The Winner Is...Romney's Debate Coach
We learned so many things during Thursday night’s GOP debate in Jacksonville. Callista Gingrich would be a swell first lady because she plays the French horn and loves the arts. If you’re a Palestinian-American, don’t bother asking a Republican candidate in Florida to acknowledge your humanity, or even your existence. Immigration policy is really all about undocumented grandmothers. Rick Santorum used to go to church with the governor of Puerto Rico. And Ron Paul is itching to take on the other candidates in a 25-mile bike ride in the heat of Texas.
The last debate before the Florida primary was, even by the standards of the 18 debates that preceded it, a stunningly vapid event—thanks largely to the preponderance of The View-level questions that moderator Wolf Blitzer and Jacksonville audience members asked. (Let’s not bother with Iran, North Korea, Pakistan, poverty or income inequality; we must know why the candidates think their spouses would make the best first ladies!)
But the most important lesson came early, in exchanges over immigration policy and wealth: Mitt Romney, wonder of wonders, has learned to debate. As the Prospect’s Harold Meyerson tweeted: “Hundreds of millions of dollars and Mitt Romney has finally hired a good debate coach.” (Indeed he has: It’s Brett O’Donnell, a former top strategist for Michele Bachmann and debate coach for John McCain in 2008.)
At the end of an early exchange over immigration—with Gingrich assuming the role of the compassionate conservative who doesn’t want to deport undocumented grandmas and grandpas—the former Massachusetts governor delivered the smartest retort of the night, aimed straight at Gingrich: “Our problem is not 11 million grandmothers.” He also managed to work in, twice, the fact that Senator Marco Rubio, the hero of Florida Republicans, had denounced a Gingrich ad calling Romney “anti-immigrant.”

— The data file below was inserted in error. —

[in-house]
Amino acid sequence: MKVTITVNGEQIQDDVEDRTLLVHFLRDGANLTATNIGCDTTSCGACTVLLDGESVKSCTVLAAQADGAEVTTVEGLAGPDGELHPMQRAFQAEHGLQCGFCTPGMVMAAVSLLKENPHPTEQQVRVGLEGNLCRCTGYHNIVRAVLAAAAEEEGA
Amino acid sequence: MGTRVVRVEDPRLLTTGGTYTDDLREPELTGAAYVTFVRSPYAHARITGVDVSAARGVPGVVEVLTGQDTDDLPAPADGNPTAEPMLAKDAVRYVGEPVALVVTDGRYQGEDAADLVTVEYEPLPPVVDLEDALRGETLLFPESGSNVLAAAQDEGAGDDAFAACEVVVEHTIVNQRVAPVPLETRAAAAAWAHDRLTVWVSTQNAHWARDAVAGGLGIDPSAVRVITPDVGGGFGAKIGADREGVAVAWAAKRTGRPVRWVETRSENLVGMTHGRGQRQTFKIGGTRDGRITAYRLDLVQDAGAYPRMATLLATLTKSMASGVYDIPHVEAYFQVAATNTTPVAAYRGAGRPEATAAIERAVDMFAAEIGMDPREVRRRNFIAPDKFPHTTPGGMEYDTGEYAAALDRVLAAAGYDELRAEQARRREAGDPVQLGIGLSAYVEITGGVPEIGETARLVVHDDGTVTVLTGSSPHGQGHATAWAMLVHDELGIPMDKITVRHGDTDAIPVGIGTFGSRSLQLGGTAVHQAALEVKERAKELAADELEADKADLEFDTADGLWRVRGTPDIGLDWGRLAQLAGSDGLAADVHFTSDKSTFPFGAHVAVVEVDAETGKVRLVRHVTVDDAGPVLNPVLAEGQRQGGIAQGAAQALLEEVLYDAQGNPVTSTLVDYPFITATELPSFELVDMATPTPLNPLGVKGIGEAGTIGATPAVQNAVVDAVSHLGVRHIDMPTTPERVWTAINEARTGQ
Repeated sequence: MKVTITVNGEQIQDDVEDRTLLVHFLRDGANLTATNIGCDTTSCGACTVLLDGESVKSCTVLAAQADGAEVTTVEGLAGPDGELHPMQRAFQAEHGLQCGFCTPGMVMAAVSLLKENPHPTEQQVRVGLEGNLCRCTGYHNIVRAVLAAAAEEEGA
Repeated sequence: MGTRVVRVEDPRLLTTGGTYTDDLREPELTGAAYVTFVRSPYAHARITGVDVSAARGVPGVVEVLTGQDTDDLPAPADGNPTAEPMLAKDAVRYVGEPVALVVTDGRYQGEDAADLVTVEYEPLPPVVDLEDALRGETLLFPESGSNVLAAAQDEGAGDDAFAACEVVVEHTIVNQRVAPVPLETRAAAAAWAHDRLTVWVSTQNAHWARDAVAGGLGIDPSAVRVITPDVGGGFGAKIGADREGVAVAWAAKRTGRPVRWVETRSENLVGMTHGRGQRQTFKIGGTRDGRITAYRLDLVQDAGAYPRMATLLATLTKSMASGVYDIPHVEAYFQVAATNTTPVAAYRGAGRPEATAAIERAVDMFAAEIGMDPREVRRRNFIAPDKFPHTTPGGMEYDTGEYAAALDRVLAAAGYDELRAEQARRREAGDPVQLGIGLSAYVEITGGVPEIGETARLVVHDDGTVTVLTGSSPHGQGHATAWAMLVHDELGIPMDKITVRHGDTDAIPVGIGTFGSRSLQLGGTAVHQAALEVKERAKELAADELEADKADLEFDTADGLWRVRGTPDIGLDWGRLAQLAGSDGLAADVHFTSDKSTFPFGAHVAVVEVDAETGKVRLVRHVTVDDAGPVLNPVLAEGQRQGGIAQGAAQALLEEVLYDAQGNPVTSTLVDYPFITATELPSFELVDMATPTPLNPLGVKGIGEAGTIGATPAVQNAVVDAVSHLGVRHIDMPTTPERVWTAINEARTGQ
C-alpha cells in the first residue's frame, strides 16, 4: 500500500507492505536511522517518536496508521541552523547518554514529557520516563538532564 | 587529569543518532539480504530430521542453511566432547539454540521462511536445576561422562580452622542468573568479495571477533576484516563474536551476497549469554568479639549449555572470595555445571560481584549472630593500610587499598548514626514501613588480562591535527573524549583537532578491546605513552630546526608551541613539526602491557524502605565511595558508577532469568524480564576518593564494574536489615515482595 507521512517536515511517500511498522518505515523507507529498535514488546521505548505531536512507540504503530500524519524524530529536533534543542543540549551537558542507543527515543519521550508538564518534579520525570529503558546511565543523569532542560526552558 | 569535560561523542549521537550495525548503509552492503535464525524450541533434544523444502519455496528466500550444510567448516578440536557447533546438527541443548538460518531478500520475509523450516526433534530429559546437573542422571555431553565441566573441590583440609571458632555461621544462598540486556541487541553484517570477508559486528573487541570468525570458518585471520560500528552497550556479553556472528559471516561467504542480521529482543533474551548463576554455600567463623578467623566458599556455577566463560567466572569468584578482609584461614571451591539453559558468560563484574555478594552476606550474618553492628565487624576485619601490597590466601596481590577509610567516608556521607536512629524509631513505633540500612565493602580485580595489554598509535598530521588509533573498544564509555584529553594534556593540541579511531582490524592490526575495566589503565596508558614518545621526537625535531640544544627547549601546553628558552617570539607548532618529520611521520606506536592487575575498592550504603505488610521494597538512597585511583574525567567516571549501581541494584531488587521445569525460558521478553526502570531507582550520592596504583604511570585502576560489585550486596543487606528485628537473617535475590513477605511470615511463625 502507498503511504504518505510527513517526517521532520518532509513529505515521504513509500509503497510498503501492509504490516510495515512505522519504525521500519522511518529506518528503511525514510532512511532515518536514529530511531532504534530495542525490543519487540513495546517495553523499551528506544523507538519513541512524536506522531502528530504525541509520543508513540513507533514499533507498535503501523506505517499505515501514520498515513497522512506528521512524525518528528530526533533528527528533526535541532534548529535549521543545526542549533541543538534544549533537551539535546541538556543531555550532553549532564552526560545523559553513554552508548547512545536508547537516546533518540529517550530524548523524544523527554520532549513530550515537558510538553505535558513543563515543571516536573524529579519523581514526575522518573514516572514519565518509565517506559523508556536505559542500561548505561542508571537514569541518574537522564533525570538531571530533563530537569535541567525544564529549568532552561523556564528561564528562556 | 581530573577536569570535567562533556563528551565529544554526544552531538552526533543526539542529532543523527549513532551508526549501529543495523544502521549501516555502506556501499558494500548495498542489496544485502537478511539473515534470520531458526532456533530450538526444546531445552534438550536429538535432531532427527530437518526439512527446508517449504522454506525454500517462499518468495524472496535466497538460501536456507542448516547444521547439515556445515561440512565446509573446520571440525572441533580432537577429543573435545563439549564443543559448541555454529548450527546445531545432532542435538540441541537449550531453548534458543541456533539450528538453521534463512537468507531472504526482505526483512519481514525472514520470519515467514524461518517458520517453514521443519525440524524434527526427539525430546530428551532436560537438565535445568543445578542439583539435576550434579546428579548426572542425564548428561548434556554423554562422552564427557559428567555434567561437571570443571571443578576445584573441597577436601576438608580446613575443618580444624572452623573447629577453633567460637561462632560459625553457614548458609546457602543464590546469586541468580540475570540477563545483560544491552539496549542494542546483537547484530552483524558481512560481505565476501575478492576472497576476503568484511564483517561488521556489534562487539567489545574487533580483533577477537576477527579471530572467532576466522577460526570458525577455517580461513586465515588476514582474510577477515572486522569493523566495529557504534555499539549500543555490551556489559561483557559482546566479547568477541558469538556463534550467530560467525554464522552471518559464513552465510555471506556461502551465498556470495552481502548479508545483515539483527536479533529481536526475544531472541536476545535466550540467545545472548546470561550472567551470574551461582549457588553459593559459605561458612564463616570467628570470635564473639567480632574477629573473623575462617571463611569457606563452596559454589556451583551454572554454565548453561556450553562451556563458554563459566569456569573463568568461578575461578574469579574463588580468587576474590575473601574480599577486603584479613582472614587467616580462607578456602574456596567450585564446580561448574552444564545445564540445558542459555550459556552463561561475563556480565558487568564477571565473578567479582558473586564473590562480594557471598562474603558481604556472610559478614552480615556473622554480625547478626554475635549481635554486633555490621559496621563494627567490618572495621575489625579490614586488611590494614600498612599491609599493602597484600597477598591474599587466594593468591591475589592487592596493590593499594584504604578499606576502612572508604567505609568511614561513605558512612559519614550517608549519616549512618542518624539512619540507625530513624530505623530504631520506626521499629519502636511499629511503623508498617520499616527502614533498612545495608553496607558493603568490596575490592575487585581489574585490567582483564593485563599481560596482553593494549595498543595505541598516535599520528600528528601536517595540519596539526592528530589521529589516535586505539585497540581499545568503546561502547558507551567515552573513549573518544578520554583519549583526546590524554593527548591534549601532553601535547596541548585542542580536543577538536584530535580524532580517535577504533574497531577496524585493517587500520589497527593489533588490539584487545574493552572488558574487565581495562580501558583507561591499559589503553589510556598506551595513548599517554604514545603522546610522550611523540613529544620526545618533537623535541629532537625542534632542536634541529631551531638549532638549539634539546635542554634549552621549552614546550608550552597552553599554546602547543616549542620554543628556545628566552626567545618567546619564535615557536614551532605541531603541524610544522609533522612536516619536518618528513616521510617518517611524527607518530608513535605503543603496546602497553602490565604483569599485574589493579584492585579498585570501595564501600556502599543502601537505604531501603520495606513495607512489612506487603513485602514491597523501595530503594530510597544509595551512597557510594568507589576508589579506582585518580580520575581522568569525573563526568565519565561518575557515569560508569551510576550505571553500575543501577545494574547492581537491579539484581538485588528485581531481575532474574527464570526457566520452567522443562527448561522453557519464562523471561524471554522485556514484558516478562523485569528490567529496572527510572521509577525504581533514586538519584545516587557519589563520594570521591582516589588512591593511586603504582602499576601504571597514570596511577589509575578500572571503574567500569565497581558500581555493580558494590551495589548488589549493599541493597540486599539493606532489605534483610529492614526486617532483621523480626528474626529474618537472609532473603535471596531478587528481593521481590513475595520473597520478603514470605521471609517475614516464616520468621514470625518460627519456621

When Gingrich hit him for investing in Fannie Mae and Freddie Mac, Romney made the hearts of his debate-prep team leap with gladness, pointing out that Gingrich also has investments in them. Here, he caught his challenger unawares—and managed to deflect attention from Gingrich’s pertinent question about how much Romney, who’s relentlessly attacked Gingrich for his Freddie Mac consulting contract, has made from his investments in the FMs.
Only once was Romney flustered and stuttering—and it was Santorum who shook him up, not Gingrich. The subject was Romney’s bugaboo: health care. While he showed that he can counterpunch effectively on most issues, he still hasn’t figured out a way to distinguish Romneycare from Obamacare—maybe because there isn’t a way. It’s impossible for Romney to defend the Massachusetts system and, in turn, accuse Obama of supporting socialized medicine for basically copying that system. It’s a liability that will haunt him in the fall, if Romney faces Obama in debates.
The finest moments of the night belonged to Santorum and Paul, who flashed the fastest 76-year-old wit in America when Blitzer asked yet another dumb question: What would you say if you were president and Raul Castro called you up? “Well,” Paul croaked, “I’d ask him what he called about.”
But that’s just fine with Romney; his only worry in Florida is Gingrich. Newt, whose momentum from South Carolina has dwindled, needed to replicate his knockout performances in last week’s debates to regain his groove and give Romney a close contest next Tuesday. He didn’t come close.
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